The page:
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Abstract

Objective

This study Investigates more dimensions than previous studies simultaneously: pilots’ duty rosters, stress, sleep difficulties, fatigue levels, wellbeing, symptoms of depression, anxiety, and common mental disorders (CMD), and how they are interrelated.

Background

Several scientific studies have confirmed that fatigue can pose a significant risk to flight safety. Other studies reported positive depression screening results for more pilots, compared with the general population.

Method

A cross-sectional online survey was completed by 406 international pilots, who reported their duty rosters of the last two months. Pilots also self-assessed their stress-levels, sleep problems, fatigue, wellbeing, and mental health.

Results

Although pilots were on average rostered for only 60% of maximum legal duty and flight hours, three out of four pilots (76%) reported severe or high fatigue. Every fourth pilot reported considerable sleep difficulties (24%). 18.7% pilots reported positive depression screening results, 8.5% positive anxiety screenings, 7.2% reported significant symptoms of depression and anxiety. Highly significant to high correlations between stress, sleep problems, fatigue, symptoms of depression, anxiety, CMD and well-being were found.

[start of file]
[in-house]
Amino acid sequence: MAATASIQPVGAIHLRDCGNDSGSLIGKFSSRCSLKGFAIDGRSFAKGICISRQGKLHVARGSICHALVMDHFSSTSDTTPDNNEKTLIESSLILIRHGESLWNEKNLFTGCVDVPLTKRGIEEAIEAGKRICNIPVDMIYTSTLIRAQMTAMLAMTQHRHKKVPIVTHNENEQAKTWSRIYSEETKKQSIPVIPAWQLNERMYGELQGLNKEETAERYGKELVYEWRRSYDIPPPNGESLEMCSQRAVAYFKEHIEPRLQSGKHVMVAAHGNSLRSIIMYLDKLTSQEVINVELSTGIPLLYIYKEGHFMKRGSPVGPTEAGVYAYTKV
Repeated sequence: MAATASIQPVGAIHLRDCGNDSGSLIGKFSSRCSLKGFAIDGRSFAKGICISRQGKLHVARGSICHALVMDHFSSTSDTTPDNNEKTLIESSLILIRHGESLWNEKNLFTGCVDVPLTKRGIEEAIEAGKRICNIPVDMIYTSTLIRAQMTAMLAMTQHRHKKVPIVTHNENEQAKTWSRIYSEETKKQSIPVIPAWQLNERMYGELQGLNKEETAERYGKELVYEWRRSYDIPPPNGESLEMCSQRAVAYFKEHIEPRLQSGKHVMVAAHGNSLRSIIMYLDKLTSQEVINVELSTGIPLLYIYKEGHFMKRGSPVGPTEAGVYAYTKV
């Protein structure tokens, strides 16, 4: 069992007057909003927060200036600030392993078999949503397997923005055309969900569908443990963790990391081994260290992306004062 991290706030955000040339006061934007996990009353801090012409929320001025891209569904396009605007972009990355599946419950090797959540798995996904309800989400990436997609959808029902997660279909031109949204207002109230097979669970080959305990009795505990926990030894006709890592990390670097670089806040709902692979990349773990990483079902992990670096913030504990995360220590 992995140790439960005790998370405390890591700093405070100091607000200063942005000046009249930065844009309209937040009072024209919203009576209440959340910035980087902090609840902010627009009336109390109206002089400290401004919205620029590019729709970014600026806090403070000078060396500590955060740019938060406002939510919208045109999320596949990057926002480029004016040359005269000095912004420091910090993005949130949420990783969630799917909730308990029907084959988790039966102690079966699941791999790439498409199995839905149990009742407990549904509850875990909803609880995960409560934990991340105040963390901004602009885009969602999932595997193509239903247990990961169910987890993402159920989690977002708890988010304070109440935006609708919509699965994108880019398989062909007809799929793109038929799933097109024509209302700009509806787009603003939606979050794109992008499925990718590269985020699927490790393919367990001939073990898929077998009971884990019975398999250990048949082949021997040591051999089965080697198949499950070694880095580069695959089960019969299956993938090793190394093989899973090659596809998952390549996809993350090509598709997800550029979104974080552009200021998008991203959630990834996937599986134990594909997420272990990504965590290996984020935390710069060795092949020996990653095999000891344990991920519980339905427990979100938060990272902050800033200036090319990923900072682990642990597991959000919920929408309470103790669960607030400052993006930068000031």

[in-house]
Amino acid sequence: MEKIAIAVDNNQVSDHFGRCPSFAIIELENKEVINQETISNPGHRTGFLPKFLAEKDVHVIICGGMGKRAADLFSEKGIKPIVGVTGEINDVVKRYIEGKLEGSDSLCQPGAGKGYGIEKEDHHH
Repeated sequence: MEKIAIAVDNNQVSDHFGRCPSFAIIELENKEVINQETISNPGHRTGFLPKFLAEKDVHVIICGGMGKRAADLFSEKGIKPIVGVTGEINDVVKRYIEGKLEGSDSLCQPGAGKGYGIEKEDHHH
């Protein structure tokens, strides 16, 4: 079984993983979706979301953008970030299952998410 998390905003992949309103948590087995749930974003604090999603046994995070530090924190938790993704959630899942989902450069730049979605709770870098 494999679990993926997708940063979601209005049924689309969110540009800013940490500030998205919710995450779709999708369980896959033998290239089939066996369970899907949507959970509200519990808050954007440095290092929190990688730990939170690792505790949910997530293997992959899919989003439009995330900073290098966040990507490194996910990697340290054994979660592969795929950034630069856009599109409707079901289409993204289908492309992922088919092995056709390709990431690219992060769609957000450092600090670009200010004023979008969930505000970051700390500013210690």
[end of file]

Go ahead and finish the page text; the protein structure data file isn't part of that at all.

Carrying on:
Conclusions

Chronic stress appears to be linked to psychophysiological wear and tear, and was associated with higher levels of fatigue, more sleep disturbances and more impaired mental health. Future research should not only consider fatigue as an immediate threat to aviation safety, but also as a significant threat to pilots’ safety-relevant fitness to fly.

DOI

https://doi.org/10.15394/ijaaa.2022.1667

Acknowledgements

We would like to thank Alvarez IT Solutions for programming the online-survey, IT-security and webhosting and my informal pilot network who supported this research with valuable insights, explanations, check reading, and professional support.

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